How to Get Water Out of a Dog's Ear

By Laura Payne

Bacteria and yeast love the dark, damp environment of a dog's ear canal. Any time a dog has water in his ears, whether it be from swimming or being bathed, he is prone to develop an ear infection. For this reason, it is crucial to remove water and dry a dog's ears as thoroughly as possible anytime they get wet.

Things you will need

  • Ear cleaning and drying solution
  • Soft towel
  • Cotton balls

Ear Cleaning and Drying Solutions

Commercially available ear cleaning solutions contain drying agents such as witch hazel. These solutions help to evaporate trapped water and prevent infection.

Another option is to use a home remedy. Dr. Karen Becker of Natural Pet Animal Hospital and Apawthecary in Bourbonnais, Illinois recommends using hydrogen peroxide, witch hazel or apple cider vinegar mixed with equal parts purified water. She does not recommend alcohol because it can cause burning and irritation.

How to Remove Water and Dry Ears

  1. Dry your dog's ears as gently as possible with a soft towel. If your dog's ears are floppy, lift the ear and gently dry the underside of the flap.
  2. Place a few drops of the ear solution in the first ear canal. If you are using a home remedy, place the drops in the ear with a small, clean medicine dropper. Do not force the tip of the bottle or dropper into the ear canal.
  3. Massage the base of your dog's ear for a minute or two to distribute the solution throughout the ear canal.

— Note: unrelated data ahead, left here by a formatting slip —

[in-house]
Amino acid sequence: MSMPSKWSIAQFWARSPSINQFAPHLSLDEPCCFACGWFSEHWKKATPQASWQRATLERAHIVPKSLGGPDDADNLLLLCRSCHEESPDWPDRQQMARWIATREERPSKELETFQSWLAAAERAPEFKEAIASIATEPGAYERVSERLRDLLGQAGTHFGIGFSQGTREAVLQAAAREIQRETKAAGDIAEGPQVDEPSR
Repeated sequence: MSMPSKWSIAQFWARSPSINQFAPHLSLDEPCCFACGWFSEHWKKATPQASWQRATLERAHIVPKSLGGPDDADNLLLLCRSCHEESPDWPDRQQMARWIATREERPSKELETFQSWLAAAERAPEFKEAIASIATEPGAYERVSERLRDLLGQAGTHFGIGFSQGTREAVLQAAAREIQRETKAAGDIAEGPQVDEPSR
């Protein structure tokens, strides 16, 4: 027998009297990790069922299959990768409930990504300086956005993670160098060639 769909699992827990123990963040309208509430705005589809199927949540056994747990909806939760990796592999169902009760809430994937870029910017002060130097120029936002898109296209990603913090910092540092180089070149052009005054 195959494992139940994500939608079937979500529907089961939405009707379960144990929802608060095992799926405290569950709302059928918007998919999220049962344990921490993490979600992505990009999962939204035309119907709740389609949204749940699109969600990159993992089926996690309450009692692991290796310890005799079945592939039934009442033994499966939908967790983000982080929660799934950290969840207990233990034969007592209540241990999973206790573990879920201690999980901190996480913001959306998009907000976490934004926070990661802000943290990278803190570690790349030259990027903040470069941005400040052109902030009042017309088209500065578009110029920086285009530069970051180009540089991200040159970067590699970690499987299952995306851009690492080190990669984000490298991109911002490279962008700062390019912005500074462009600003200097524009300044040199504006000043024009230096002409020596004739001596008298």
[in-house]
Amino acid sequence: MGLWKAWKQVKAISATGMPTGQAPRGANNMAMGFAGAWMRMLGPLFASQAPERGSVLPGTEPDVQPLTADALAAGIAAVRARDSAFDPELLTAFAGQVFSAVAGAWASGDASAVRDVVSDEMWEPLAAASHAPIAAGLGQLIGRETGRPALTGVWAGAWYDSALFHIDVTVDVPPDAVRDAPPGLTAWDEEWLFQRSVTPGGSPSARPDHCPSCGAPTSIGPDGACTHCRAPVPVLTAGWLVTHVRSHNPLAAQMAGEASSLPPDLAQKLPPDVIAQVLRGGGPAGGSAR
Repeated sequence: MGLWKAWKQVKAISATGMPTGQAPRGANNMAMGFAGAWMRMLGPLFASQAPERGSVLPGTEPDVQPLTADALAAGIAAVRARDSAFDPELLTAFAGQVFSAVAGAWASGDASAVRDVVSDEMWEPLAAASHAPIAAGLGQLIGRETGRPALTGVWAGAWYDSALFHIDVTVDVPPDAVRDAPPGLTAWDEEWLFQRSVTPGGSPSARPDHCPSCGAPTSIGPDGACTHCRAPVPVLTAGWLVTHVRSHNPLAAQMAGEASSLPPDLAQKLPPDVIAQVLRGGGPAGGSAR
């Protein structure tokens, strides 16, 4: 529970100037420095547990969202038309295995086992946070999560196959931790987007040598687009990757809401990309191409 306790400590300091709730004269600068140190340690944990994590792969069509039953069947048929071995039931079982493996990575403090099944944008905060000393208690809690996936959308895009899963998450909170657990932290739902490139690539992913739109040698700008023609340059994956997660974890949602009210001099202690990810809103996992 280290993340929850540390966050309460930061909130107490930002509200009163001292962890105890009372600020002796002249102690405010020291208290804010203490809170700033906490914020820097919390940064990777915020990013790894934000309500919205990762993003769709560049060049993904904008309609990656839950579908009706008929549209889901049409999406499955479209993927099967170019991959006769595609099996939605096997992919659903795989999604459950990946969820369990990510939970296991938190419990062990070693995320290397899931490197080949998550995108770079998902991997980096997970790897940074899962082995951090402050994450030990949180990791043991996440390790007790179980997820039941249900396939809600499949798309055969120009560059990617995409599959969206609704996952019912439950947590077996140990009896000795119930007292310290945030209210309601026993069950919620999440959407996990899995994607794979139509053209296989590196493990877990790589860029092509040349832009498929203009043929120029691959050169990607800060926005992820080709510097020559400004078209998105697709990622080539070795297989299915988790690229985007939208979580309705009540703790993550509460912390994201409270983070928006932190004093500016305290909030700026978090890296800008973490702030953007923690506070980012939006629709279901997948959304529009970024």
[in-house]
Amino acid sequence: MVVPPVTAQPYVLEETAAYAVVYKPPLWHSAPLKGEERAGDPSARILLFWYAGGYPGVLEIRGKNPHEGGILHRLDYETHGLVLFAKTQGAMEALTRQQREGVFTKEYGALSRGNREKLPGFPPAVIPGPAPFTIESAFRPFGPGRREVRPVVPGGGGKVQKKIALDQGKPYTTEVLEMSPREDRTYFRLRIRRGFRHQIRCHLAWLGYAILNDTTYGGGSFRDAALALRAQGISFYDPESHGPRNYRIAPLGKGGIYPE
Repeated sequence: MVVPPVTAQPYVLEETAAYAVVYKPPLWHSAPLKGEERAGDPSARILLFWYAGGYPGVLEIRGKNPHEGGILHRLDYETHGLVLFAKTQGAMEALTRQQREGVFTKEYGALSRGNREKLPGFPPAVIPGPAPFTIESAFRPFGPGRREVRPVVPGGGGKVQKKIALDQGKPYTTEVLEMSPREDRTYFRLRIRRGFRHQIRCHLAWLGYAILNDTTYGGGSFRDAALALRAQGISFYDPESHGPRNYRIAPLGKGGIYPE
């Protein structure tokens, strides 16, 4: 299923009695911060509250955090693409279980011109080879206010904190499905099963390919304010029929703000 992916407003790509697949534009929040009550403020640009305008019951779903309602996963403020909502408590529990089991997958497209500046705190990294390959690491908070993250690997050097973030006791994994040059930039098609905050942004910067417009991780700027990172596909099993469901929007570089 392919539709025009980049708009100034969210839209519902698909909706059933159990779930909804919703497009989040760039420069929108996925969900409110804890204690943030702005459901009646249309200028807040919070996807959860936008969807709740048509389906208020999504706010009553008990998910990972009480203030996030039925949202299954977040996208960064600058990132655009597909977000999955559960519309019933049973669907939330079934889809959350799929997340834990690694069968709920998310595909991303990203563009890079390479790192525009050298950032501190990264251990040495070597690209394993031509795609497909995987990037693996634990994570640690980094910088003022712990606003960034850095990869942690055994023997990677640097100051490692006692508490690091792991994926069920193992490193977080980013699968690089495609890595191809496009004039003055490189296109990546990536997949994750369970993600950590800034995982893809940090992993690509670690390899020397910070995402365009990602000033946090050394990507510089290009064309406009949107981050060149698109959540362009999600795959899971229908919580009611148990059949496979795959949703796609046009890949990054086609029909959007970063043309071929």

4. Let your dog shake his head. The force of the shaking will dislodge any debris that may have entered his ear.
  5. Using a cotton ball, wipe the inner side of the ear flap to draw out and remove any additional liquid, discharge and debris. You may need to use several cotton balls.
  6. Repeat the process with the second ear.

* If you notice your dog rubbing or pawing his ears, or if there is any odor, discharge, redness or swelling, contact your veterinarian immediately; these are signs of infection.   * Cleaning a dog's ears too frequently damage to his ears. Consult your veterinarian for her recommendations about how often to clean and what product is best for your dog. * If you use a Q-tip, do not stick it into your dog's ear any further than you can see. Not only can a Q-tip rupture his ear drum, it can force wax and debris further into his ear canal.

Before bathing your dog, place cotton in each of your dog's ears to reduce the amount of water entering the ears.